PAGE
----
Glassn Blade-first sand or first fill?

I applied a layer of glass to both sides of a paddle I made. In some areas, there is too much epoxy, while in other areas the weave is not fully covered.

When I’m finishing drywall, I don’t sand until after the skim (third) coating. Coats number 2 and 3 fill in low spots.

Should I work fiberglass the same way? Fill first, then sand at the end? Or should I be sanding between coats of epoxy?

I’m using West System epoxy, and I know that means I need to wash off the amine between coats. The epoxy and fiberglass only run part way up the shaft, and above that I have unfinished wood. Can anyone advise a trick to keep water off the raw wood when I wash?



If you sand to early
you’ll fuzz the glass and spend extra time filling and sanding. Put a couple coats of epoxy on first then sand. You’ll be ahead of the game.

No need to keep unfinished wood dry.
I mean I wouldn’t leave it in a tub of water over night, but I wouldn’t worry about getting it a little wet from washing off the blush. Sure, if it gets wet it’ll raise the grain some but, when it dries just give it a quick going over with 220 or wait until the resin-sanding stage since you’re gonna varnish the whole thing anyway.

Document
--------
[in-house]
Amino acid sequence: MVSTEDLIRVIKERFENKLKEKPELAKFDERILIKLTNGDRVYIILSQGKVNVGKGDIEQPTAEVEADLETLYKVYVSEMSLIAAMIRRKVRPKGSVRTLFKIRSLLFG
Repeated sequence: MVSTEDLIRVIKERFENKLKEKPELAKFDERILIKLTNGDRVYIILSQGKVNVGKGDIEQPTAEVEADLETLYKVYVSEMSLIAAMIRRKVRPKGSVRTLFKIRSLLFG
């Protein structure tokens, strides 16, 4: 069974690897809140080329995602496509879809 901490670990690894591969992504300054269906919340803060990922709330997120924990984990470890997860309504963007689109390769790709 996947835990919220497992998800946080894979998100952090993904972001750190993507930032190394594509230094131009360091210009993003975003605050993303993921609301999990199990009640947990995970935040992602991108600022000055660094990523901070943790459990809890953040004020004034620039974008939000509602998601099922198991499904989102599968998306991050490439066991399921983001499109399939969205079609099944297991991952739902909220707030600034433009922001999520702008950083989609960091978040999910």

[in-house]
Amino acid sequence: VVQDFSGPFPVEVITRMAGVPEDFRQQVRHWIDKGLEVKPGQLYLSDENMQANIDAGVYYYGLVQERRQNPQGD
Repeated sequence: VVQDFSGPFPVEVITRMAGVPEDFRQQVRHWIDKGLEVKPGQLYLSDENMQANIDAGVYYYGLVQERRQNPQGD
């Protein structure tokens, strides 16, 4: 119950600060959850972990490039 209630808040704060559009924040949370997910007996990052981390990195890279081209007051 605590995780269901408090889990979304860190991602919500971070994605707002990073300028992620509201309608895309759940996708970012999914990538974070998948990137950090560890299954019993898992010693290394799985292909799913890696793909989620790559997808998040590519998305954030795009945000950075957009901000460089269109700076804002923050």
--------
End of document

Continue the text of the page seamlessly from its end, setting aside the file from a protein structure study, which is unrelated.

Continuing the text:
Fill first
In many books they recommend to put down a layer of epoxy first to help seal the wood. cure then glass. Although I never sacrificed the weight I tend to agree since wood will absorb the epoxy at different rates, sometimes sucking out the epoxy from under the glass. As for the grain swelling if you get the unfinished wood wet, not an issue.

Sand off as much excess epoxy
as you can before adding any more. If you touch the glass with the sandpaper in a few spots, it’s no big deal. The 2nd or even 3rd coat of epoxy will take care of the problem. Just be careful not to sand heavily into the cloth.

Marc Ornstein

Dogpaddle Canoe Works

Custom Paddles and Cedar Strip Canoes